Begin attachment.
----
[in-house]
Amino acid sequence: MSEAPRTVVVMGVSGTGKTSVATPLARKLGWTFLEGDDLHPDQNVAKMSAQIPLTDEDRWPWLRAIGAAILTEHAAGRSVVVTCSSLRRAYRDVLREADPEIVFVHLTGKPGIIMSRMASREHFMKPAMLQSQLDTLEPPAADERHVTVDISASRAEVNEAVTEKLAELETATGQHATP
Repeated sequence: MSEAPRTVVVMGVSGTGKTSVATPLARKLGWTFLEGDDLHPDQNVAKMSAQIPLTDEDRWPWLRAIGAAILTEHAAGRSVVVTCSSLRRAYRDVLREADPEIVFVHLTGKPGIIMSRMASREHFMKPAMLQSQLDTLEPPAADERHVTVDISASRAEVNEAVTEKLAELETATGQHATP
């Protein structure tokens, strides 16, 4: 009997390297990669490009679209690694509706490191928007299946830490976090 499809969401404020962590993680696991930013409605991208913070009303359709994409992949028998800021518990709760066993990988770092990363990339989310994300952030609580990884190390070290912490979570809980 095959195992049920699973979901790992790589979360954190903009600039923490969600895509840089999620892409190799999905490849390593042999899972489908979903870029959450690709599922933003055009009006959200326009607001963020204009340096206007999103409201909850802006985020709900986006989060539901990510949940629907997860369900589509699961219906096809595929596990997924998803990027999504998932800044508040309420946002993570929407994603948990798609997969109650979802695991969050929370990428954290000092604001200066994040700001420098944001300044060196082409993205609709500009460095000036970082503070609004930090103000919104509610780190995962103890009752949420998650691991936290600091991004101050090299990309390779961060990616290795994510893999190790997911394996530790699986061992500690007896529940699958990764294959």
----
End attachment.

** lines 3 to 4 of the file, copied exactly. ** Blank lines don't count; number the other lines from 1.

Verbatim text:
Repeated sequence: MSEAPRTVVVMGVSGTGKTSVATPLARKLGWTFLEGDDLHPDQNVAKMSAQIPLTDEDRWPWLRAIGAAILTEHAAGRSVVVTCSSLRRAYRDVLREADPEIVFVHLTGKPGIIMSRMASREHFMKPAMLQSQLDTLEPPAADERHVTVDISASRAEVNEAVTEKLAELETATGQHATP
């Protein structure tokens, strides 16, 4: 009997390297990669490009679209690694509706490191928007299946830490976090 499809969401404020962590993680696991930013409605991208913070009303359709994409992949028998800021518990709760066993990988770092990363990339989310994300952030609580990884190390070290912490979570809980 095959195992049920699973979901790992790589979360954190903009600039923490969600895509840089999620892409190799999905490849390593042999899972489908979903870029959450690709599922933003055009009006959200326009607001963020204009340096206007999103409201909850802006985020709900986006989060539901990510949940629907997860369900589509699961219906096809595929596990997924998803990027999504998932800044508040309420946002993570929407994603948990798609997969109650979802695991969050929370990428954290000092604001200066994040700001420098944001300044060196082409993205609709500009460095000036970082503070609004930090103000919104509610780190995962103890009752949420998650691991936290600091991004101050090299990309390779961060990616290795994510893999190790997911394996530790699986061992500690007896529940699958990764294959």